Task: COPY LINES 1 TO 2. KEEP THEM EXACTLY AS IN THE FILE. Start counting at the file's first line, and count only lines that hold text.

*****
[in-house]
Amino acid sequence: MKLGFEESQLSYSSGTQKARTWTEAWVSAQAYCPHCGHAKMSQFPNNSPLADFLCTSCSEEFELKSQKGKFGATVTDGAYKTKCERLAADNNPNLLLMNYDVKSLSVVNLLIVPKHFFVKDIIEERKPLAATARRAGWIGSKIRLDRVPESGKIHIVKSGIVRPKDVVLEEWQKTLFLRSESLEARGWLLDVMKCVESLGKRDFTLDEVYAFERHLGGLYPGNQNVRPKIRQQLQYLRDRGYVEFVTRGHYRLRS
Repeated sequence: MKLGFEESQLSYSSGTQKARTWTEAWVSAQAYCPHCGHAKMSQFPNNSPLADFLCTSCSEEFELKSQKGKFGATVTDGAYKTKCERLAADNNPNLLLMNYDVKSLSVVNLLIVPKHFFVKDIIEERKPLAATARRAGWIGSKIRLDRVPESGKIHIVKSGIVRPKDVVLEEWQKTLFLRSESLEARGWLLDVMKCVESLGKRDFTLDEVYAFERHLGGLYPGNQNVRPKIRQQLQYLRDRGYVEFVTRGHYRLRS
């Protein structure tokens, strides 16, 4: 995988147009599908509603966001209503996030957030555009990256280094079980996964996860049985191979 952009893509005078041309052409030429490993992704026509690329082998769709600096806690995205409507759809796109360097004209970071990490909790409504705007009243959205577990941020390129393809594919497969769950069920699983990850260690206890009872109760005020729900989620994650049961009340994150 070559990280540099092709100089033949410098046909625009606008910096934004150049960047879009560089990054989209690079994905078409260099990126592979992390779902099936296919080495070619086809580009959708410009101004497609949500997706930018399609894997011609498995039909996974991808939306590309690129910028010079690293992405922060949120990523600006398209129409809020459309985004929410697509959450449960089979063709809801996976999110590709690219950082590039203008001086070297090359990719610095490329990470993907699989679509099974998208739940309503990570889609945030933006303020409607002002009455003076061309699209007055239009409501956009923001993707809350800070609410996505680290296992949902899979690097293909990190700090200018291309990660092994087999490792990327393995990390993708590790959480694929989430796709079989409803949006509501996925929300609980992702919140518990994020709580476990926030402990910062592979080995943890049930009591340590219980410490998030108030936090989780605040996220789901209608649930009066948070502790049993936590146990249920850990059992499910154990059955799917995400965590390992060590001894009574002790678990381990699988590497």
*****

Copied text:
[in-house]
Amino acid sequence: MKLGFEESQLSYSSGTQKARTWTEAWVSAQAYCPHCGHAKMSQFPNNSPLADFLCTSCSEEFELKSQKGKFGATVTDGAYKTKCERLAADNNPNLLLMNYDVKSLSVVNLLIVPKHFFVKDIIEERKPLAATARRAGWIGSKIRLDRVPESGKIHIVKSGIVRPKDVVLEEWQKTLFLRSESLEARGWLLDVMKCVESLGKRDFTLDEVYAFERHLGGLYPGNQNVRPKIRQQLQYLRDRGYVEFVTRGHYRLRS